Natasha Coutts is a doctoral candidate with the School of Human Sciences at The University of Western Australia (UWA), a postgraduate fellow with UWA’s Africa Research & Engagement Centre, and a research affiliate of the Center of Excellence in Biology and Natural Resource Management at the University of Rwanda. Her research takes a multidisciplinary approach to understanding how habitat fragmentation can affect the gut microbiome of eastern chimpanzees (Pan troglodytes schweinfurthii) throughout Rwanda by drawing on methods and knowledge from fields such as socioecology, conservation biology, microbiology, population genetics, and bioinformatics. Her project includes two habituated and one semi-habituated chimpanzee communities: one in an undisturbed, continuous habitat and two in small, degraded forest fragments. These field sites represent all locations in Rwanda where chimpanzees currently remain, thereby providing a country-wide perspective on the processes under investigation.
From 2018 – 2019 Natasha was in the field collecting dietary and social data in conjunction with faecal samples and habitat surveys to allow her to identify not only the composition of the chimpanzee’s gut microbial communities, but also the potential mechanisms by which habitat fragmentation can act upon it. With more and more evidence linking the gut microbiome to health, this research is an important piece of the puzzle in understanding how changes in habitat can influence the long-term health and viability of endangered chimp populations. Ultimately she hopes her work will make a meaningful contribution to the conservation of chimpanzees by informing management decisions that promote preserving intact habitats and reconnecting isolated fragments.
Natasha holds a Bachelor of Biological Science (Advanced) from La Trobe University and a Bachelor of Science with First Class Honours in Anatomy & Human Biology from UWA.
In addition to her PhD research, Natasha is also the Africa Programs & Conservation Campaigns Manager with the Jane Goodall Institute Australia. In this role she oversees the administration and implementation of the projects JGIA supports including The Girls Empowerment Project in Uganda, Gombe Stream National Park in Tanzania, and Tchimpounga Chimpanzee Rehabilitation Center in Republic of Congo.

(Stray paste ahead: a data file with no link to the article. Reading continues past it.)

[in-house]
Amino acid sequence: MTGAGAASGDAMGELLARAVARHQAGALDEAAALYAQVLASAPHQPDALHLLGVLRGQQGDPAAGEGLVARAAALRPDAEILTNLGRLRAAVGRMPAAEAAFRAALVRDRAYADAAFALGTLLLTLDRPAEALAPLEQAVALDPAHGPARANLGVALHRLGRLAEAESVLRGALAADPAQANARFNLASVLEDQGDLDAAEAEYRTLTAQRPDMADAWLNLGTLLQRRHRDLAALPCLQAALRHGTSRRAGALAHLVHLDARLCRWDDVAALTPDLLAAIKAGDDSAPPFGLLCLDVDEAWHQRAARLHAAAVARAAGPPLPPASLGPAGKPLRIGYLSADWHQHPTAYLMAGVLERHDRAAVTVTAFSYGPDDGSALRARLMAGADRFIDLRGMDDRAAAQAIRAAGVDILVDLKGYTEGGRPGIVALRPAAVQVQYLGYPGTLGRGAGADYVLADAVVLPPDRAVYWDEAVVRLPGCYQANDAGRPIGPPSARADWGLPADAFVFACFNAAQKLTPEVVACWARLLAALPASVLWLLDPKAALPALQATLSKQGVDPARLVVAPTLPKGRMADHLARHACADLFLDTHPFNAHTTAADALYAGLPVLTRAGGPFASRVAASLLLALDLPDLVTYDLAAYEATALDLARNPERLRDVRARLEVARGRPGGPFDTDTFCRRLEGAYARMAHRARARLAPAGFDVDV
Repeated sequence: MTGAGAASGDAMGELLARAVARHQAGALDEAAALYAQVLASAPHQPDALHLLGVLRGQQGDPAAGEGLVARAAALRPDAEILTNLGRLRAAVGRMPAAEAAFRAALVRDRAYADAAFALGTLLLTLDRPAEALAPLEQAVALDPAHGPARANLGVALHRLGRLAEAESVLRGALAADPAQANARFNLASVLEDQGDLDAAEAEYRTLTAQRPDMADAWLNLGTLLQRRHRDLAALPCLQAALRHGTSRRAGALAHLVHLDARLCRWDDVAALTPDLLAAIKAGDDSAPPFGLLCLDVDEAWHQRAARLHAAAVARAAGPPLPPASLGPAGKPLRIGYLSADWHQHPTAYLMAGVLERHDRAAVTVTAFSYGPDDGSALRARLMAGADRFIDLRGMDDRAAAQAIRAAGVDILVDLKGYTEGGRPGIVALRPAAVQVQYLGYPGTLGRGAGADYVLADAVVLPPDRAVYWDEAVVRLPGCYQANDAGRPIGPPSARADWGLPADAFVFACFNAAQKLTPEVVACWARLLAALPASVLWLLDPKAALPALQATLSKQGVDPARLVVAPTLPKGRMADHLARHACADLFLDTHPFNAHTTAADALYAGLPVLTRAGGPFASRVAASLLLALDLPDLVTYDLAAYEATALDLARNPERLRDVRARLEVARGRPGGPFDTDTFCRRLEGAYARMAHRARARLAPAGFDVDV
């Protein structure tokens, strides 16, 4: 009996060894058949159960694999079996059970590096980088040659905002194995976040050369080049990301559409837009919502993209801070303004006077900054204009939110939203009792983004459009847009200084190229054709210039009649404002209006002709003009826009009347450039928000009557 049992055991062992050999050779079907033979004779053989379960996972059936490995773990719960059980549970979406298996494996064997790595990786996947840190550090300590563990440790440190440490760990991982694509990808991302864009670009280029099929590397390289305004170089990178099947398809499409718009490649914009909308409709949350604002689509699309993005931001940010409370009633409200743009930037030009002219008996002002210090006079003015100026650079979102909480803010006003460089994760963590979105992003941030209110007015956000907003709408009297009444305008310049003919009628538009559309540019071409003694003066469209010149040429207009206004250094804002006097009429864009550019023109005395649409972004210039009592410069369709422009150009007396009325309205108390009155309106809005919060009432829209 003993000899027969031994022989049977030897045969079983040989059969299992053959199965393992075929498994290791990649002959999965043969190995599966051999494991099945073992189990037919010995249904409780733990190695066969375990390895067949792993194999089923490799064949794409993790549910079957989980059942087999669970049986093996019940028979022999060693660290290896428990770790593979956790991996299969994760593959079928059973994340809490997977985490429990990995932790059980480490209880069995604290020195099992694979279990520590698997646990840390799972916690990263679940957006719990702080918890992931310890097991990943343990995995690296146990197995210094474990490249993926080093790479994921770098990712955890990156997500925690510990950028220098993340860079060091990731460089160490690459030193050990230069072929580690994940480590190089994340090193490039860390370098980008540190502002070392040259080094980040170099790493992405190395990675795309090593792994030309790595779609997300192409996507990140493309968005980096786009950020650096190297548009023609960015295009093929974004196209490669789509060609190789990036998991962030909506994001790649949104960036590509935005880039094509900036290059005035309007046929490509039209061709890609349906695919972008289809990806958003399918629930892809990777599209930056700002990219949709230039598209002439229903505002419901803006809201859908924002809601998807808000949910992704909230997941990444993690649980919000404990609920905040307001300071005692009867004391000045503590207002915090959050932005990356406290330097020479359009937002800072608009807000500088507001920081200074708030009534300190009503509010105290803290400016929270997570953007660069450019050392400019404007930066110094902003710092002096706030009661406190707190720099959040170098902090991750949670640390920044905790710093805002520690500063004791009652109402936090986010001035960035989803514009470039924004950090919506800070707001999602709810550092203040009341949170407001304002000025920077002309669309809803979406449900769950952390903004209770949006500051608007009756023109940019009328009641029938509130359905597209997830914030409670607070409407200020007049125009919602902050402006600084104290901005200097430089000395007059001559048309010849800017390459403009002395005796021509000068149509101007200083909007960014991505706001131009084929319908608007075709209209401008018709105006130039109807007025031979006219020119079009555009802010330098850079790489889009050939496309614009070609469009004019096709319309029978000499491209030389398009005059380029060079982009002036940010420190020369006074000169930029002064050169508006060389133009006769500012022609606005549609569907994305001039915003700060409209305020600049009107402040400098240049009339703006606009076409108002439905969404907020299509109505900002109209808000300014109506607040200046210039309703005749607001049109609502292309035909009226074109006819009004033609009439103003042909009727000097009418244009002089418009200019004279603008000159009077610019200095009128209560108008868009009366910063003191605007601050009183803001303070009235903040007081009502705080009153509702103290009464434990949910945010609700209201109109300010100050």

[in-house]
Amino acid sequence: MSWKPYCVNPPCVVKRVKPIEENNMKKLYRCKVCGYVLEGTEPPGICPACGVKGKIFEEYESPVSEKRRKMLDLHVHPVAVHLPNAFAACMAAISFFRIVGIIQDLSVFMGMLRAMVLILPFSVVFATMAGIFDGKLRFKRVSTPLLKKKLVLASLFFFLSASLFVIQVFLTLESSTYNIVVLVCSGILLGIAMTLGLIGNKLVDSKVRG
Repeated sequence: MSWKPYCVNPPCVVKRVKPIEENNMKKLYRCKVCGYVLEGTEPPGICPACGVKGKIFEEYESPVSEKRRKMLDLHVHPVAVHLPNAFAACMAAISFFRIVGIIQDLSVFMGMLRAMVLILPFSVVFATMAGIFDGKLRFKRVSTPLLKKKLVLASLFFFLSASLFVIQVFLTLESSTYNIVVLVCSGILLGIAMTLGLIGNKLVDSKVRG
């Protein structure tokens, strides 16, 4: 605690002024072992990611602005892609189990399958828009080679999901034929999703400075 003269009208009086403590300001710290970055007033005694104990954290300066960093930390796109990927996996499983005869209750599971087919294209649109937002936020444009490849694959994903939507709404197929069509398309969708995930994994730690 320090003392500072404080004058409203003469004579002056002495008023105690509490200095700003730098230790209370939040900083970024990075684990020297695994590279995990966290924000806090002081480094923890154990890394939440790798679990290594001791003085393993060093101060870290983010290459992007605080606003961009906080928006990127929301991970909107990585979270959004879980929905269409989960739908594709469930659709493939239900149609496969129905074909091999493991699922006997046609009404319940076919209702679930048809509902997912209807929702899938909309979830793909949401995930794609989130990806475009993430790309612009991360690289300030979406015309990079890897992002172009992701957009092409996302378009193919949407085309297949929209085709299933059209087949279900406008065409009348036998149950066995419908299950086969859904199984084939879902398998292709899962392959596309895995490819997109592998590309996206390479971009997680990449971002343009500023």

To celebrate International Women’s Day, we sat down with Natasha and asked her some important questions…
Why do we need more women in science?
Science is advanced through new ideas and novel approaches to answering questions, and the only way to achieve this is through diversity. Gendered social and cultural constructs mean women often interact with the world around them differently than men do. This variation in lived experiences provides women with unique perspectives. Women also make up half of the people on the planet, so it’s important their interests are equally represented. The broader and more representative the range of voices and insights at the table, the better positioned we’ll be to tackle big global challenges like climate change, declining biodiversity, food insecurity, and poverty.
What inspires you?
Everyday I’m inspired by people who have a vision for a more just, equitable, and ecologically-healthy world, and work tirelessly to realise that vision, regardless of their circumstances and the personal cost. The kids who protest and lobby leaders to take action on climate change. The indigenous communities who push back against exploitative land grabbing by governments and huge corporations. The marginalised people who work to dismantle institutionalised and systematic oppression. This is what inspires me; the people who, despite seeming powerless, choose to show up in the world in a way that represents their values, demonstrates their tremendous courage, and displays their hope for a better future.
What drives you?
I’m driven by an innate curiosity of and passion for nature. The natural world is beautiful and fascinating and brings me absolute joy when I’m out in it, but it’s also essential to the persistence of human life on this planet. It’s this combination of wonder and desire to understand it, and a sense of duty to use my knowledge to protect it that motivates me.
To learn more or support our Girls Empowerment Program this International Women’s Day click here